Stay tuned for a more in-depth review of a few XBox games and XBox Live integration on the phone.
Messaging and People Hubs
The software keyboard looks a little on the small side, but I was pleased with how well it works. It is very accurate and speedy and I was able to bang out a long e-mail pretty quickly. The keyboard also helpfully provides a ".com" shortcut when you're entering an e-mail address or Website.
The People Hub is your homebase for e-mail, text messaging and Facebook. "Contact cards" aggregate your friends and colleagues contact information with data from their Facebook and Windows Live accounts. While there will be a standalone Facebook application for Windows Phone 7, you can update your status from the People Hub as well as view your friends' status updates.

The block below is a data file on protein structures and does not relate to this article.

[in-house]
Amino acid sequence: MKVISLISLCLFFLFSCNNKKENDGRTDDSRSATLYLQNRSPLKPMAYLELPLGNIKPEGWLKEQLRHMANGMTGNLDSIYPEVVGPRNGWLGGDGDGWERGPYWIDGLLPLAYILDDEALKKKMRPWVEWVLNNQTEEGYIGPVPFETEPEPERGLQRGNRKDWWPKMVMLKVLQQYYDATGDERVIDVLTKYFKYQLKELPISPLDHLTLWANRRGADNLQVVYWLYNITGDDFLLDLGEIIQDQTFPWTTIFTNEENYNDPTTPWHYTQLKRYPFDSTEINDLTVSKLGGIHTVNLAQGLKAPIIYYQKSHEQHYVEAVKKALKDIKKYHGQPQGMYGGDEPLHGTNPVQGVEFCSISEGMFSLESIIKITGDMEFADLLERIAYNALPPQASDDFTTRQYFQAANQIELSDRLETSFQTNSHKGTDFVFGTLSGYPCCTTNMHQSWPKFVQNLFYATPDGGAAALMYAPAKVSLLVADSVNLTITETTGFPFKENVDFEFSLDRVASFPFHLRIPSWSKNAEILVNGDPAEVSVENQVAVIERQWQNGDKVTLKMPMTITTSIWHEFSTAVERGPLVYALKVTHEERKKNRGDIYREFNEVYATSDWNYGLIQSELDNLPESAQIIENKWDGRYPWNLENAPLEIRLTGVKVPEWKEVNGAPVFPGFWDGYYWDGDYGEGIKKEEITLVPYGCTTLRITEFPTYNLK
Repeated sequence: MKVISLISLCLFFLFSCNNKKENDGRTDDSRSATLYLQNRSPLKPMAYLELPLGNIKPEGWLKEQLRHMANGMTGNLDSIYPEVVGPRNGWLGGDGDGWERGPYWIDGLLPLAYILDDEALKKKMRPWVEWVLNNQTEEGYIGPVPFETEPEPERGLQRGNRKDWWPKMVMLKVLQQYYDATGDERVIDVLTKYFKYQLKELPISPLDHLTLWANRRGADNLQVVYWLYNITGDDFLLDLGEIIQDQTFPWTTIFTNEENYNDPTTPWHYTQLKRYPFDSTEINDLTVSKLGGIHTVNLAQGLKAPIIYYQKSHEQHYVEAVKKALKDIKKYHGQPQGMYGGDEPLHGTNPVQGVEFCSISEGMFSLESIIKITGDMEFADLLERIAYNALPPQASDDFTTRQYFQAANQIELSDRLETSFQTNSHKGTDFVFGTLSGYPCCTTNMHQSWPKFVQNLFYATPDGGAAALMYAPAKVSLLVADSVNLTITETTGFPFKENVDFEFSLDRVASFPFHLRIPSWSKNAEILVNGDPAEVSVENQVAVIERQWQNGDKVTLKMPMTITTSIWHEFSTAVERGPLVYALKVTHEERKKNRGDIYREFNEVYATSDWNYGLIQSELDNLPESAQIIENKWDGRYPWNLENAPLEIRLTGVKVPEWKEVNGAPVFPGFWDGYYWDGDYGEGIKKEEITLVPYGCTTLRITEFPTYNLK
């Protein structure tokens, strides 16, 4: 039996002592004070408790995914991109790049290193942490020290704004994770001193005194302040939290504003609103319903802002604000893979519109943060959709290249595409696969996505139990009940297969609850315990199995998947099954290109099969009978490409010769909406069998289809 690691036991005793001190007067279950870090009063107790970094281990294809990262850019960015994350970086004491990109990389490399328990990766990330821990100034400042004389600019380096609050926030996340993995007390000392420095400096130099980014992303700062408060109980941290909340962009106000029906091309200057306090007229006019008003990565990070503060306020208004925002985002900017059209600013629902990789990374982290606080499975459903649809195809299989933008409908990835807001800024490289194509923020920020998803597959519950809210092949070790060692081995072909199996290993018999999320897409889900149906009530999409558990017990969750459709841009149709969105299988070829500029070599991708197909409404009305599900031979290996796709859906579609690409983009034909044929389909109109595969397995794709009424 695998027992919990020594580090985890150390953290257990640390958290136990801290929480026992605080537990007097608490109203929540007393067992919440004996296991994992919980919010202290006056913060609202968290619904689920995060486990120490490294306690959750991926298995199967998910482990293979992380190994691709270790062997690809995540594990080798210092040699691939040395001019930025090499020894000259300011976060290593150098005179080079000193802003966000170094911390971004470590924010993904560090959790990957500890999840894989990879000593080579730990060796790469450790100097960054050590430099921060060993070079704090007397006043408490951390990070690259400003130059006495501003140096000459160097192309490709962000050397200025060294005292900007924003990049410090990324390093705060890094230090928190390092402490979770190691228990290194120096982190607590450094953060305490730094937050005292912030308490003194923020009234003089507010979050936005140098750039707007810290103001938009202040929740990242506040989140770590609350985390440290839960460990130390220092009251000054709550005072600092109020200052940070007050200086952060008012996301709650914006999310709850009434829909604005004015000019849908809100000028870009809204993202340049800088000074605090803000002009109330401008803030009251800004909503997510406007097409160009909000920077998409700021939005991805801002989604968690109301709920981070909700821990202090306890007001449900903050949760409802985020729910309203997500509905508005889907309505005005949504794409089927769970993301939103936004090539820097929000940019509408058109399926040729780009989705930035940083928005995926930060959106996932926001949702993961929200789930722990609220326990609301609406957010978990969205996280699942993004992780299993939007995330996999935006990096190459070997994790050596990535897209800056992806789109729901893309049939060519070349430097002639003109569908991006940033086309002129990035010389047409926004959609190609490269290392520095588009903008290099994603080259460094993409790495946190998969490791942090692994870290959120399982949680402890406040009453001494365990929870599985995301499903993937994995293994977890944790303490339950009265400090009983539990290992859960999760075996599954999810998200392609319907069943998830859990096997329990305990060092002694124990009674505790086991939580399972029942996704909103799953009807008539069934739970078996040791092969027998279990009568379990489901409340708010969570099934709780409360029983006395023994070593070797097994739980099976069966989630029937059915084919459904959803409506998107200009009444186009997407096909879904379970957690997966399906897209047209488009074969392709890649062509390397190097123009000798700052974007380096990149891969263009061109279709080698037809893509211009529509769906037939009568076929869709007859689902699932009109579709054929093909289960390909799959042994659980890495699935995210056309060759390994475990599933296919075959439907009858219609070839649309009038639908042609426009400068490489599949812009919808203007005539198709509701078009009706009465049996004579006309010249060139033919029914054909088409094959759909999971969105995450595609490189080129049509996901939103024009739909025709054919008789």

The Photos Hub is probably my favorite Hub on Windows Phone 7 as it is more than just a gallery. The Photos Hub brings together photos associated with your Windows Live and Zune accounts with the photos taken on your device. One cool feature is the ability to
E-mail and Calendar
When it comes to e-mail, Windows Phone 7 really shines. The interface is clean (again, going with that minimalist approach) It supports a wide-array of account-types including the standard POP3/IMAP as well as Exchange, naturally. Again, Microsoft goes for the minimal approach here in terms of interface. At the top of your inbox you can swipe between all, unread, flagged and urgent messages. I was able to download both text and image attachments from my e-mails with no issue.